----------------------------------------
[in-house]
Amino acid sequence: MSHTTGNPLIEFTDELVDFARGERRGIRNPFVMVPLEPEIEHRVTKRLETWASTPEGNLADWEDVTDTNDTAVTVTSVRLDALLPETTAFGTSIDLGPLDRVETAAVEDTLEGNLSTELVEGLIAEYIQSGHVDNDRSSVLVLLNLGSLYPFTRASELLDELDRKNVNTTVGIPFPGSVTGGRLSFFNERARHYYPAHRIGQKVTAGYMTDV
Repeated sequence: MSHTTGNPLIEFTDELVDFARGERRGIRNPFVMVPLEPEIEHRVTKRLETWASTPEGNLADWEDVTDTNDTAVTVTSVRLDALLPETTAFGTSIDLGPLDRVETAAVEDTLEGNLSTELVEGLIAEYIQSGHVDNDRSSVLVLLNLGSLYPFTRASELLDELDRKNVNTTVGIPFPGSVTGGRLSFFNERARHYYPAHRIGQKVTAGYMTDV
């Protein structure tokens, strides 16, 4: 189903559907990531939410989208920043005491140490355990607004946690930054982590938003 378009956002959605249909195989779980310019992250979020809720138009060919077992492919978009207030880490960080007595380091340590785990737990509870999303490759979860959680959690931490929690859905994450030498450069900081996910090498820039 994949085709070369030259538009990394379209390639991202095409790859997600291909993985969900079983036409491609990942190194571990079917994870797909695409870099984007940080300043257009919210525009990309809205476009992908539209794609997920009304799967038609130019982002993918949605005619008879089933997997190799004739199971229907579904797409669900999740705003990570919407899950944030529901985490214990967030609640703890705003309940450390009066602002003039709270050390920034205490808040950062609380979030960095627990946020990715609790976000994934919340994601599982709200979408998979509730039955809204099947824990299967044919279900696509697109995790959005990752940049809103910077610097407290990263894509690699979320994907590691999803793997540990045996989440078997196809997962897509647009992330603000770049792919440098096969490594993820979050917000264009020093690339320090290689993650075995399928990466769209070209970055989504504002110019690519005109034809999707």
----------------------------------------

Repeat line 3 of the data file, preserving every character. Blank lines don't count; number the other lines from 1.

Repeated sequence: MSHTTGNPLIEFTDELVDFARGERRGIRNPFVMVPLEPEIEHRVTKRLETWASTPEGNLADWEDVTDTNDTAVTVTSVRLDALLPETTAFGTSIDLGPLDRVETAAVEDTLEGNLSTELVEGLIAEYIQSGHVDNDRSSVLVLLNLGSLYPFTRASELLDELDRKNVNTTVGIPFPGSVTGGRLSFFNERARHYYPAHRIGQKVTAGYMTDV